Source: Los Angeles Times editorial
Bus-only lanes for Wilshire Boulevard are the latest casualty of the political wars over transit policy in L.A.
Ever wonder why L.A.’s public transit system seems haphazard, with rail lines that don’t go where they’re most needed and inadequate bus service? A political battle over bus-only lanes on Wilshire Boulevard serves as an instructive example of the ways the best-designed plans of transit engineers are often thwarted.
Wilshire is L.A.’s densest business and residential corridor, and it’s among the city’s biggest traffic nightmares at rush hour, which is why devoting a lane in each direction to bus use only is a good idea. More people already travel by bus than by car along the route during peak hours, and a fast bus lane would lure even more out of their cars, reducing pollution and radically reducing commuting times for bus riders.
The lanes, which have been in the planning stages for nearly a decade, were originally supposed to run from MacArthur Park to the Santa Monica border, except for a segment in the city of Beverly Hills, which opted not to participate. But when wealthy Westsiders complained about a loss of street parking and increased automotive congestion, politicians started looking to carve out chunks of the 9-mile route. County Supervisor Zev Yaroslavsky, carrying water for high-rise dwellers in the Condo Canyon neighborhood between Selby and Comstock avenues, led a push in December to cut that mile-long stretch. Then City Councilman Bill Rosendahl, no doubt after getting an earful from constituents in Brentwood, proposed deleting the entire segment west of Beverly Hills, which would leave just 5.4 miles of bus lanes.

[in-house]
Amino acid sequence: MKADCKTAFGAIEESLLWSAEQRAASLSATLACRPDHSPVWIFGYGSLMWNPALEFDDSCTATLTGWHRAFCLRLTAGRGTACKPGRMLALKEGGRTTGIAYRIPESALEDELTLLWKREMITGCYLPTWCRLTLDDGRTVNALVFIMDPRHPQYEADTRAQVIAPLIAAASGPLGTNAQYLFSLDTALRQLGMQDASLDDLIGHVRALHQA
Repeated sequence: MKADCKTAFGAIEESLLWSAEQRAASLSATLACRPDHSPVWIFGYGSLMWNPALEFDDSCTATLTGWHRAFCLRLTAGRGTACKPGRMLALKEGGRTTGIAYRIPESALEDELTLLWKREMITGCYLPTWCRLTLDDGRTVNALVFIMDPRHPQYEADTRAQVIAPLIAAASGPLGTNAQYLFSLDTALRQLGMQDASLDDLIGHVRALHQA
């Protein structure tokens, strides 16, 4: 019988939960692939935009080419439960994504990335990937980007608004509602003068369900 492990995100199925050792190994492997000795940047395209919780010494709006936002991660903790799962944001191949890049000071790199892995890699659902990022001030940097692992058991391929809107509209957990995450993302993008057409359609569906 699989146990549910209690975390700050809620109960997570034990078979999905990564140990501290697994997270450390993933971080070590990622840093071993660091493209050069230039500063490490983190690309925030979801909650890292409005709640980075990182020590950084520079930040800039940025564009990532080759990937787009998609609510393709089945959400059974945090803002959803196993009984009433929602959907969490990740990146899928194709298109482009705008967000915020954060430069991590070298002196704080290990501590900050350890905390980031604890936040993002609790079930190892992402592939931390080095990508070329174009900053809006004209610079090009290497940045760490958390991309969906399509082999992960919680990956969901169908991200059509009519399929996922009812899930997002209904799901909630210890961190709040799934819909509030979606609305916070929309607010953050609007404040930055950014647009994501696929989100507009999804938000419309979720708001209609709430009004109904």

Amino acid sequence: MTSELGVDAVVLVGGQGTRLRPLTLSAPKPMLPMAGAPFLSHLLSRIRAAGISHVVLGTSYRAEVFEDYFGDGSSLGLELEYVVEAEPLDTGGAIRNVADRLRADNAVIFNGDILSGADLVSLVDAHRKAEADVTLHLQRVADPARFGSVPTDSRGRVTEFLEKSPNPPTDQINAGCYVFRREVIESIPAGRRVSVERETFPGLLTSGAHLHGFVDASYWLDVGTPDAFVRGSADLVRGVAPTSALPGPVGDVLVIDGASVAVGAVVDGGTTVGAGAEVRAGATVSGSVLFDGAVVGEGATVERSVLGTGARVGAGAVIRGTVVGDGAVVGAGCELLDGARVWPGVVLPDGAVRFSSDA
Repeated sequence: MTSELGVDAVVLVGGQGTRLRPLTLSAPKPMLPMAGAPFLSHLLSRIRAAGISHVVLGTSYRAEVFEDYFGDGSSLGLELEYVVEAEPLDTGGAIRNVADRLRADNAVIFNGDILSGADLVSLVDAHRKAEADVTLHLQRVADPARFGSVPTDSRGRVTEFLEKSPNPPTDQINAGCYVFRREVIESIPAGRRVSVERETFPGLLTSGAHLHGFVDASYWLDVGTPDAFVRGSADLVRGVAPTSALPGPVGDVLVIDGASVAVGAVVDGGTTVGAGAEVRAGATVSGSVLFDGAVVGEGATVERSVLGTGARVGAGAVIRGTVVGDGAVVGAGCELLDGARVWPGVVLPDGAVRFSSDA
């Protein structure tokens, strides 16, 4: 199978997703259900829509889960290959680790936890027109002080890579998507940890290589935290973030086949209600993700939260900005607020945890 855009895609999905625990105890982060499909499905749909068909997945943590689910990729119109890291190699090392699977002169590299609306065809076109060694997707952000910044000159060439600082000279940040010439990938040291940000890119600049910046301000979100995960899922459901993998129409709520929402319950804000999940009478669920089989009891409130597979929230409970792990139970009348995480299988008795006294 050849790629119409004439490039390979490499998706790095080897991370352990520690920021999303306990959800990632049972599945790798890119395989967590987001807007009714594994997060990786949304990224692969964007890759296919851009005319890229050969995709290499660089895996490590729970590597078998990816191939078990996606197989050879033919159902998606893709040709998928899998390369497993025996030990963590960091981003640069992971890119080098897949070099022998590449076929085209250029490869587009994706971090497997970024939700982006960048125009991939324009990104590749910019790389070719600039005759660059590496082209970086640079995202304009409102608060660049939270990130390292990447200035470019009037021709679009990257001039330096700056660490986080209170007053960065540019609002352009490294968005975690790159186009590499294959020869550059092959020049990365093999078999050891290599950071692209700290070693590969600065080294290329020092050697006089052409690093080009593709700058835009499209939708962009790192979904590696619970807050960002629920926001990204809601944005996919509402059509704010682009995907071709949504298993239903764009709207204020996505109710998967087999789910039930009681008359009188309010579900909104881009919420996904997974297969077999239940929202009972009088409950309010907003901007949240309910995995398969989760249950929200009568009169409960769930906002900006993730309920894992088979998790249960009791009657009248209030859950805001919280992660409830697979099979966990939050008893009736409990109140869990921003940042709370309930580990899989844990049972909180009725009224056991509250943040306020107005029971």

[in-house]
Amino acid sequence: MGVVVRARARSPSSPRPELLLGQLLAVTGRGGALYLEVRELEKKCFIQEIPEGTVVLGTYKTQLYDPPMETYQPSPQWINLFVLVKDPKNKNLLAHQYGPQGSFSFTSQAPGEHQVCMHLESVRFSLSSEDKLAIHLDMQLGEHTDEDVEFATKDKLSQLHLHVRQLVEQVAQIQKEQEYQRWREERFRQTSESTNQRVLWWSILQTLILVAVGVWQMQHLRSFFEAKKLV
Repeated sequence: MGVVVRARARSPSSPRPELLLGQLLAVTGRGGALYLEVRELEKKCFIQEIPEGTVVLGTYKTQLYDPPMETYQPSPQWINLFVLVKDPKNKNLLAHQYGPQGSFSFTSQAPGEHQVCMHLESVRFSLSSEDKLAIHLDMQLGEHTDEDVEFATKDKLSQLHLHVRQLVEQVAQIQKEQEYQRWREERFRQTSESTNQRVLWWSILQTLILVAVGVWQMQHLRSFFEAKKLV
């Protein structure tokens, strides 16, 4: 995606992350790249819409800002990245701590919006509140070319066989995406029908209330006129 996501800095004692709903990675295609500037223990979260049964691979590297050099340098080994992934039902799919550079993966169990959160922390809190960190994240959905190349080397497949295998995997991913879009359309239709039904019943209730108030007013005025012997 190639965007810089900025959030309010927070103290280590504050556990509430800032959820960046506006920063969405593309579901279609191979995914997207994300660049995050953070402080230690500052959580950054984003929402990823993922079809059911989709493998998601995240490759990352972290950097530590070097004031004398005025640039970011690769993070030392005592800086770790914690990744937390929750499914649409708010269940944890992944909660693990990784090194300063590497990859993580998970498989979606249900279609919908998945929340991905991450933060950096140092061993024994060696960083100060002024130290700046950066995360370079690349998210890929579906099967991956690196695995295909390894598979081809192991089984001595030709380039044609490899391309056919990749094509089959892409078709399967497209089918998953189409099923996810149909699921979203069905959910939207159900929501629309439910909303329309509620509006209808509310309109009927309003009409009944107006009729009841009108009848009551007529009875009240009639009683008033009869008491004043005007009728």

At the behest of the L.A. City Council, transit planners are now studying the impact of Rosendahl’s carve-out; the full council is slated to decide whether to approve the longer or the shorter route in April. It’s unclear whether the mid-Wilshire-only option would jeopardize the $23 million in federal funds designated for the project, more than two-thirds the total cost. It is clear that it would render an attractive commuting alternative far less attractive, slowing Westside buses to a crawl for large parts of the journey.
Bus-only lanes are by no means an ideal solution for Wilshire’s traffic woes, which would be best alleviated by a subway line. But the so-called Subway to the Sea is many years away and may never materialize, and the lanes are the next best thing. It takes courage — something seldom seen among Westside politicians — to build an effective transit network; we hope the council exercises it this spring by approving the full route.
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